How Indoor Gardens Help Seniors

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Spring is finally here, and the warm, sunny weather is ideal for spending time outside enjoying nature. For those in urban assisted living communities, independent apartments, or nursing homes, this isn’t always an option. Indoor plants are an easy way to “harvest” the benefits of gardening with limited space.

Whether you have access to a beautiful backyard or a small, sunny windowsill, growing plants improves mood, lowers anxiety, and increases wellness, according to a study by the Journal of Preventative Medicine Reports. Here are some reasons why gardening is beneficial for seniors in all living situations:

Plants make you feel better.

It’s common for aging loved ones to feel overwhelmed by new senior living environments. Maintaining a garden, or even caring for a single plant, gives them control in an unfamiliar situation. Nurturing plants also helps maintain existing skills that provide pleasure and confidence at a time when memory loss or physical decline can affect people’s self-esteem, says the Alzheimer’s Society’s garden guide.

Gardening may also decrease loneliness, according to a study of nursing home residents in Hong Kong published by the Journal of Clinical Nursing. Researchers found a significant drop in loneliness among adults in their 80s who participated in an eight-week indoor gardening program compared with their peers who did not garden.

Gardening may decrease risk of dementia.

Spending daily time with plants may reduce the likelihood of dementia by up to 36%, according to a 16-year study of 2,800 seniors conducted at St. Vincent’s Hospital in New South Wales, Australia. This amount is on par with results from much more strenuous physical activities.

Loved ones with early-stage dementia can use gardening as a method of sensory stimulation, which may reduce the disease’s progression. Some communities offer wandering gardens specifically designed for dementia patients, but even in a small space, a variety of plants with different colors, textures, and smells can be stimulating and enjoyable.

Caring is an accomplishment.

Caring for plants is especially good for seniors who have been caregivers their whole lives and are now experiencing role reversal and need a sense of purpose. This is because nurturing plants provides similar satisfaction to caring for another human, and is a great way to maintain the physical and emotional benefits of nurturing, according to research compiled by Texas A&M Agrilife Extension.

Maintaining plants is a success-oriented hobby that increases self-worth and provides a sense of accomplishment. In addition, having something to regularly care for encourages patterned behaviors. Remembering to water a plant daily can be a memory trigger for taking medications, eating breakfast, or calling family. If your loved one is planting a garden, or growing flowers in their room, be sure to compliment them on their success.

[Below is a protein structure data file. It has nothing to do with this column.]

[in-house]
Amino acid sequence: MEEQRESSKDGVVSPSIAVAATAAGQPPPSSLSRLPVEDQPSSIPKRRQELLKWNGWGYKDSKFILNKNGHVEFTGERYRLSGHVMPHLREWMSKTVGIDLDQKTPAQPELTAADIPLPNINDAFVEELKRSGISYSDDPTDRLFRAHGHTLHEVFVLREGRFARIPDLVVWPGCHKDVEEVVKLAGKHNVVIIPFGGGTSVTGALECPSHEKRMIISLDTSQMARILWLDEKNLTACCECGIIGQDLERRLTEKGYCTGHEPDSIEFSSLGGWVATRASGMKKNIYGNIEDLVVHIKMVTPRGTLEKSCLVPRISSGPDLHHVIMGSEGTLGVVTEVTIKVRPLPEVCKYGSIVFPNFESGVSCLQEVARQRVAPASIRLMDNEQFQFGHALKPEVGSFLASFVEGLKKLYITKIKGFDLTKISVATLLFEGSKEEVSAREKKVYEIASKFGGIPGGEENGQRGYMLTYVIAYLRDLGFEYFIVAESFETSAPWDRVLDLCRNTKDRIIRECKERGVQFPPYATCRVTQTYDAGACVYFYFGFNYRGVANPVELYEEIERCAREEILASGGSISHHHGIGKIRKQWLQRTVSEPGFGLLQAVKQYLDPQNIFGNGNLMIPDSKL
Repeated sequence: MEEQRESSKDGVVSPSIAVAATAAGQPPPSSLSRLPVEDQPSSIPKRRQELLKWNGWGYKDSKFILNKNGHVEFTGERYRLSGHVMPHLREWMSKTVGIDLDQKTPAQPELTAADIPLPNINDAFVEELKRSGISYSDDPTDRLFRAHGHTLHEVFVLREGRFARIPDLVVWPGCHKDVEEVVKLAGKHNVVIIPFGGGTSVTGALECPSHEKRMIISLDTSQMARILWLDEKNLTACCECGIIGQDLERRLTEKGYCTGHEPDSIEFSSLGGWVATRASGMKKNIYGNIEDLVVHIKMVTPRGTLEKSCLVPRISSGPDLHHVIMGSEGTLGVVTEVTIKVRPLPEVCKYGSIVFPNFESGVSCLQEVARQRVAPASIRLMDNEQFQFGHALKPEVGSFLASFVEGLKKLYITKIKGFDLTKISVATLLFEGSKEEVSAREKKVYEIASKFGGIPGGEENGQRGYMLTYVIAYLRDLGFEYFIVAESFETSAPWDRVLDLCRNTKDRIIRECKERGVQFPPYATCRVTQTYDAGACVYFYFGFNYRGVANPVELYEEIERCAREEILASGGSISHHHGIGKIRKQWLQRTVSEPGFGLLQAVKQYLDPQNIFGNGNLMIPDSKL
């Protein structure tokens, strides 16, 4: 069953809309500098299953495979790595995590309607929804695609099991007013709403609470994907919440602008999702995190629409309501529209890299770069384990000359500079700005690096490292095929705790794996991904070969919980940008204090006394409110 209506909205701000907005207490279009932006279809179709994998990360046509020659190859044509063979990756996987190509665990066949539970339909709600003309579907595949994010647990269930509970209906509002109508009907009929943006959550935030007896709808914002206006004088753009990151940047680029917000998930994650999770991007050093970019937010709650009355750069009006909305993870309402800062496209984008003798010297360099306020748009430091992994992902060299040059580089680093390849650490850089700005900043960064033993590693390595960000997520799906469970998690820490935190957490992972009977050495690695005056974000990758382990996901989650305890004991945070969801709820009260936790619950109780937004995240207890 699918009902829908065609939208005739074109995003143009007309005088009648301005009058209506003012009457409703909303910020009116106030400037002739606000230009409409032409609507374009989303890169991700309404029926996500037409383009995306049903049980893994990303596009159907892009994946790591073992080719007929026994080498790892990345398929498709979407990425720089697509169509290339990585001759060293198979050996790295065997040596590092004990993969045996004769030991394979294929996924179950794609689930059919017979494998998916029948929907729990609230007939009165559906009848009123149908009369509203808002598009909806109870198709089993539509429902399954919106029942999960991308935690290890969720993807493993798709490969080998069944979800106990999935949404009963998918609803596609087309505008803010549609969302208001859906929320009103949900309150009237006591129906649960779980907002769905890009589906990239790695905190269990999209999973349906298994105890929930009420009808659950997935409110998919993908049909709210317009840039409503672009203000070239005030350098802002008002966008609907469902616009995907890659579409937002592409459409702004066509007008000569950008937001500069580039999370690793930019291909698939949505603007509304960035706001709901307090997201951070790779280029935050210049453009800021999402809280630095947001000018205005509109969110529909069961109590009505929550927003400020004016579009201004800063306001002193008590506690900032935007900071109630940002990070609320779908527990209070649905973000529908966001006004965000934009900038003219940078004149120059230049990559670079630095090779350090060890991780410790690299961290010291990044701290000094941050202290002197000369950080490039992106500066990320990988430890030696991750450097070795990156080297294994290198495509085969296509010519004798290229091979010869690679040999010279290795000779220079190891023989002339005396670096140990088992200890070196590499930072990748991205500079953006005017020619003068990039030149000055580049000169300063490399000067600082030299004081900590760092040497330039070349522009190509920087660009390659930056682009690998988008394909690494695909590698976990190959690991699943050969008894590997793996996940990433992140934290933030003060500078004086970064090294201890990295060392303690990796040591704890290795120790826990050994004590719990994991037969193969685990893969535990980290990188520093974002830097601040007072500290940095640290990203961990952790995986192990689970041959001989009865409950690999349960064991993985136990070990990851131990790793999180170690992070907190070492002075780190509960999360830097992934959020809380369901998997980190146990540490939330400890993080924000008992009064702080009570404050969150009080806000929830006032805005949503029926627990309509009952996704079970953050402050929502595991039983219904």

Connecting with nature is calming.

People are happier when they see something beautiful whether it’s a healthy flower or a piece of art, according to The London School of Economics.

In addition to the visual benefits of nature, oxygen produced by plants has a relaxing effect on the body and encourages deep, steady breathing. Because of this, spending time around plants can decrease depression, reports a study from The Norwegian University of Life Sciences.

Herbs spice up your life.

Smell is one of our strongest memory triggers. The scents of basil, rosemary, and thyme can remind people of cooking family meals, and wheatgrass is reminiscent of freshly cut lawns (without the sweat and hard work of mowing!). Easy-to-grow plants like mint can be used in simple teas, and options like lavender are stress-reducing as well as beautiful.

Tips to help seniors begin gardening indoors.

For seniors in assisted living communities without yard space, starting a garden can be daunting. Luckily, many plants require little sunlight and can thrive indoors.

  • Make plants accessible. Whether you’re planning an indoor or outdoor garden, supply tables, raised beds, or pots that are easy to reach without bending or climbing.
  • Go for variety. A variety of plants can make even the smallest garden look big. Consider a box of herbs in addition to flowers and leafy greens.
  • Consider your loved one’s needs. Some people have green thumbs, and others might not. If your relative or friend is in the latter category, stick to plants that require little attention, like pothos, succulents, or spider plants.
  • Be safe. Stay away from plants that could be poisonous if ingested, especially in memory care communities.
  • Choose plants together. Take your loved one with you to pick out plants, or select a few from pictures online. Being a part of the decision will make them more likely to nurture over time.
  • Have fun! Gardening should be creative and enjoyable. Pick stylish pots, plant markers, or nice vases for cut flowers to improve the experience.





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